A Chibok parent, John Bassa, has claimed that Boko Haram is still in control of some towns in the Northeast were the war against the terrorists are still being waged.
The federal government headed by President Muhammadu Buhari has repeatedly said there were no areas in the country being controlled by Boko Haram terrorists.
Mr Buhari, while granting a special interview to the National Television Authority (NTA) on Monday, repeated the claim which top officials of his administration has been making at any given opportunity.
However, on Tuesday, Mr Bassa while featuring on a town hall meeting organised by Channels Television, said the claims of the government officials are untrue.
“Of course,” the Chibok parent answered when asked if he is sure the terrorists were still in control of some territories in the Northeast geo-political zone.
“Out of 52 towns in Gwoza, its only three right now that you can freely live within. (that is, Limankara, Gwoza town and Pulka).
“Gwoza town was liberated by our former President Goodluck, one week before election then in 2015 and the new administration liberated Limankara and Pulka so, 49 towns are still empty with nobody apart from the Boko Haram.
“They are the ones enjoying those areas and you dare not go there,” Bassa added.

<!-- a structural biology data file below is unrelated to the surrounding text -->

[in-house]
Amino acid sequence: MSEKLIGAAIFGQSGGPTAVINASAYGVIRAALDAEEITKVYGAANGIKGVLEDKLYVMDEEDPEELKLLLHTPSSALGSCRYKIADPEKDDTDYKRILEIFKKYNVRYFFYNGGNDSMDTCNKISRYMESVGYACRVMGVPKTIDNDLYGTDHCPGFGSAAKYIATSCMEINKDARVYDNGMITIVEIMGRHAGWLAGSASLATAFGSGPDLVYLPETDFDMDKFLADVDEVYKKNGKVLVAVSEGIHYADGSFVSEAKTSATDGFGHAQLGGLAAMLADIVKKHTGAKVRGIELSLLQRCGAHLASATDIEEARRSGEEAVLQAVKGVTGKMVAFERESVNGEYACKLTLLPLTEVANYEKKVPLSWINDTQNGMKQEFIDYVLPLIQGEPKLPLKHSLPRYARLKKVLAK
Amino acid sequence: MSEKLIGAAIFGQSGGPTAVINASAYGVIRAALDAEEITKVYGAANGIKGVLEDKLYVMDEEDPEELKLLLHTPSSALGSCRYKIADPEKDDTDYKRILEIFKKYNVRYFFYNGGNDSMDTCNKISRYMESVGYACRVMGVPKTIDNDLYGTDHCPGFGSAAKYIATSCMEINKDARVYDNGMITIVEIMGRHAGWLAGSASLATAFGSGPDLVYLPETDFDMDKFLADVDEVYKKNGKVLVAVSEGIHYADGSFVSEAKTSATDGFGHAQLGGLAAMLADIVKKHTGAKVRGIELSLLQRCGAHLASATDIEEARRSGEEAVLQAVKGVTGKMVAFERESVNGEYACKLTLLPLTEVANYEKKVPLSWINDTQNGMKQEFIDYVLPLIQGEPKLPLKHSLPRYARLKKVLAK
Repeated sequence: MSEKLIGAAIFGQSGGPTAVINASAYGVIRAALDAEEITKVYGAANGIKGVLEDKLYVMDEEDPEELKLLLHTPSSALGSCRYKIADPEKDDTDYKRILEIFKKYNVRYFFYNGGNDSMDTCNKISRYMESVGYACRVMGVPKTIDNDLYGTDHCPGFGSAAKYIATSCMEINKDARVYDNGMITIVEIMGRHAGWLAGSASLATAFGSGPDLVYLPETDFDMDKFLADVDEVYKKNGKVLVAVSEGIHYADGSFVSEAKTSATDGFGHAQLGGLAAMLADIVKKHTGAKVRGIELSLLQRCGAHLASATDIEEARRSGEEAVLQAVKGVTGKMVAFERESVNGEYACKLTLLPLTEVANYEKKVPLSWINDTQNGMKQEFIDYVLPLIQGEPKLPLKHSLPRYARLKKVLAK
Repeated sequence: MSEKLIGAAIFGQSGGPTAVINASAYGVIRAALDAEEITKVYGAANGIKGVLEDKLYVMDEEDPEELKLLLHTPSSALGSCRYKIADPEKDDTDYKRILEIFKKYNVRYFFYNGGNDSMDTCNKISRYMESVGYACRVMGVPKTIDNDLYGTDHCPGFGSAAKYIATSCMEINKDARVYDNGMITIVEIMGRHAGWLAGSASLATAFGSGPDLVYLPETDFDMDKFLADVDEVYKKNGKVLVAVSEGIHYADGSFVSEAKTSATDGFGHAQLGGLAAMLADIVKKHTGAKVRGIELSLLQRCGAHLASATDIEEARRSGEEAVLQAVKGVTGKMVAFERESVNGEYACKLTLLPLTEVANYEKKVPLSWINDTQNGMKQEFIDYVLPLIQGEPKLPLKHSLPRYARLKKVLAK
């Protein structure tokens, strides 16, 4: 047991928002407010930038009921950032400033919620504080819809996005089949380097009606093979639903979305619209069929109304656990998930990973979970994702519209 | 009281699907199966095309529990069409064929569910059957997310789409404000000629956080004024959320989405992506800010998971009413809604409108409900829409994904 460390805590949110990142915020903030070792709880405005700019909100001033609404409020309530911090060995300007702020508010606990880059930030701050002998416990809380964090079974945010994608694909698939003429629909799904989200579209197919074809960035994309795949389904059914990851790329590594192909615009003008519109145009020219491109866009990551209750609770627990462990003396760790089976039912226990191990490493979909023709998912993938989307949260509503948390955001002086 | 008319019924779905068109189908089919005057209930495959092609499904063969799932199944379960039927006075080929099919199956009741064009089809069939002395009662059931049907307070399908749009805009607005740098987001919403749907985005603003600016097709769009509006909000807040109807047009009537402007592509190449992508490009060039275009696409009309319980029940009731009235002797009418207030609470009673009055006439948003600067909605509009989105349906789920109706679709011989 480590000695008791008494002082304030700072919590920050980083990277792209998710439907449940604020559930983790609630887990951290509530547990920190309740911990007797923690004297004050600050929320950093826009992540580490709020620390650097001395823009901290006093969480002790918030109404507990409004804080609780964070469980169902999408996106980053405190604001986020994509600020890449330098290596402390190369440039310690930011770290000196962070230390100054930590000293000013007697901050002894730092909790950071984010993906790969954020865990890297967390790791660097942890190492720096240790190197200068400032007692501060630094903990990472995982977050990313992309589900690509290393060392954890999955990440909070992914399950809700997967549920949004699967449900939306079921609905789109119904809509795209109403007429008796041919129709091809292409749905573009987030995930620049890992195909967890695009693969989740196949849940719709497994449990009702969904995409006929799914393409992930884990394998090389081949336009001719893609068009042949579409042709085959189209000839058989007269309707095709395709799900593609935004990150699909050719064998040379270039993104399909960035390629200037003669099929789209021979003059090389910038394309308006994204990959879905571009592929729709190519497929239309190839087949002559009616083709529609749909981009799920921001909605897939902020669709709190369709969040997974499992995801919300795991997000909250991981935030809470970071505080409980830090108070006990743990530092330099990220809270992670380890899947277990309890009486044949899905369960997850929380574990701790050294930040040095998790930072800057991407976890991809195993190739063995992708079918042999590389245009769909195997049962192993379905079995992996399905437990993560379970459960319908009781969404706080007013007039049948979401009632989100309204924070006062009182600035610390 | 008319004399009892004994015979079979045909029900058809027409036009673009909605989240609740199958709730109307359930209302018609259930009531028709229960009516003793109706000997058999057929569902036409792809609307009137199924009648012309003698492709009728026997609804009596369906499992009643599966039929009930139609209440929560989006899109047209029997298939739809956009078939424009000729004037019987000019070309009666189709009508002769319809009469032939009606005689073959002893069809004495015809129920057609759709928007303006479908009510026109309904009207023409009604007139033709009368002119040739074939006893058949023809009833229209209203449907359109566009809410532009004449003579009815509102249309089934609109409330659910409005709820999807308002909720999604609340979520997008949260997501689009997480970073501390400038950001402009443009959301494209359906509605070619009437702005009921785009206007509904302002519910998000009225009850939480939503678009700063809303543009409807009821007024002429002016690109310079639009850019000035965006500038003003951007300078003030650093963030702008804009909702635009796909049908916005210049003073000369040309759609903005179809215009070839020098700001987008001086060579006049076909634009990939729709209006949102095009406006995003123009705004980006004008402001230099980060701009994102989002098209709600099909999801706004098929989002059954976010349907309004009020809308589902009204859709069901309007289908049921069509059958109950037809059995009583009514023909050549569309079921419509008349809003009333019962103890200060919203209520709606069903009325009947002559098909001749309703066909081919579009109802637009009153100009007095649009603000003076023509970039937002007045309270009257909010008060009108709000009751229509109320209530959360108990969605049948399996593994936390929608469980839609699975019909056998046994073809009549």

The presidency, reacting, said there is difference between infestation and actually controlling of a place.
While sympathising with Bassa who said he lost relatives in the war against the terrorists and still have some alive working for Boko Haram, Femi Adesina, the special assistant to the president, said, “that in itself shows that the government is not taking the situation lying low. It is taking the battle to Boko Haram and it is eliminating those who are behind it.
“What we saw as at 2015, was that Boko Haram was sitting on the traditional stools of some emirs.
“The emirs had fled and the Boko Haram members were the ones using the palace and controlling the places, Local Govt Chairmen had fled, they were sitting in the offices, they were collecting taxes and tolls and that is not the situation as at today.
“They are prevalent in certain areas does not mean they are the law,” Mr Adesina added.